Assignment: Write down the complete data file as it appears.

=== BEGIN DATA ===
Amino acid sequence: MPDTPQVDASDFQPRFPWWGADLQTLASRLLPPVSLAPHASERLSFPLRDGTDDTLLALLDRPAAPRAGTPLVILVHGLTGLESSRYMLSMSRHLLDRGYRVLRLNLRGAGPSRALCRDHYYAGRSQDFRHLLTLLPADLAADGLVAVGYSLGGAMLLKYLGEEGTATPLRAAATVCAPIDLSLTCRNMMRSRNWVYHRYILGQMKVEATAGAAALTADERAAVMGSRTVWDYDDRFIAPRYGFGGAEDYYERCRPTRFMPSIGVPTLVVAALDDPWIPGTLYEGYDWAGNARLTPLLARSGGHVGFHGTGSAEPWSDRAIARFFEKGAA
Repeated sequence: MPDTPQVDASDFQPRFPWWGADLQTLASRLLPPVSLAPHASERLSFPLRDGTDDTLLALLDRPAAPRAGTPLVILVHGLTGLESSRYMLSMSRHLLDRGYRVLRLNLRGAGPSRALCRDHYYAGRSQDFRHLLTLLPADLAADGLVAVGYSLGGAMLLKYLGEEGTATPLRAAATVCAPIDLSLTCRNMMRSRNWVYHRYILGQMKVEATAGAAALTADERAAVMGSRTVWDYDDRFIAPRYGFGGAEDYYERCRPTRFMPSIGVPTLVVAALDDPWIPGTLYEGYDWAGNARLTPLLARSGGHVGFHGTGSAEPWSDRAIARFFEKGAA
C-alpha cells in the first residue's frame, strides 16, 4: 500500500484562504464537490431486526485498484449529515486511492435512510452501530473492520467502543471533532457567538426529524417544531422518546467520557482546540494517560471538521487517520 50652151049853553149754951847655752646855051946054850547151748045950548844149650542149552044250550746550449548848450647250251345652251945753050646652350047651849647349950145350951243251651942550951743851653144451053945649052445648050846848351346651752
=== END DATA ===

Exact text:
Amino acid sequence: MPDTPQVDASDFQPRFPWWGADLQTLASRLLPPVSLAPHASERLSFPLRDGTDDTLLALLDRPAAPRAGTPLVILVHGLTGLESSRYMLSMSRHLLDRGYRVLRLNLRGAGPSRALCRDHYYAGRSQDFRHLLTLLPADLAADGLVAVGYSLGGAMLLKYLGEEGTATPLRAAATVCAPIDLSLTCRNMMRSRNWVYHRYILGQMKVEATAGAAALTADERAAVMGSRTVWDYDDRFIAPRYGFGGAEDYYERCRPTRFMPSIGVPTLVVAALDDPWIPGTLYEGYDWAGNARLTPLLARSGGHVGFHGTGSAEPWSDRAIARFFEKGAA
Repeated sequence: MPDTPQVDASDFQPRFPWWGADLQTLASRLLPPVSLAPHASERLSFPLRDGTDDTLLALLDRPAAPRAGTPLVILVHGLTGLESSRYMLSMSRHLLDRGYRVLRLNLRGAGPSRALCRDHYYAGRSQDFRHLLTLLPADLAADGLVAVGYSLGGAMLLKYLGEEGTATPLRAAATVCAPIDLSLTCRNMMRSRNWVYHRYILGQMKVEATAGAAALTADERAAVMGSRTVWDYDDRFIAPRYGFGGAEDYYERCRPTRFMPSIGVPTLVVAALDDPWIPGTLYEGYDWAGNARLTPLLARSGGHVGFHGTGSAEPWSDRAIARFFEKGAA
C-alpha cells in the first residue's frame, strides 16, 4: 500500500484562504464537490431486526485498484449529515486511492435512510452501530473492520467502543471533532457567538426529524417544531422518546467520557482546540494517560471538521487517520 50652151049853553149754951847655752646855051946054850547151748045950548844149650542149552044250550746550449548848450647250251345652251945753050646652350047651849647349950145350951243251651942550951743851653144451053945649052445648050846848351346651752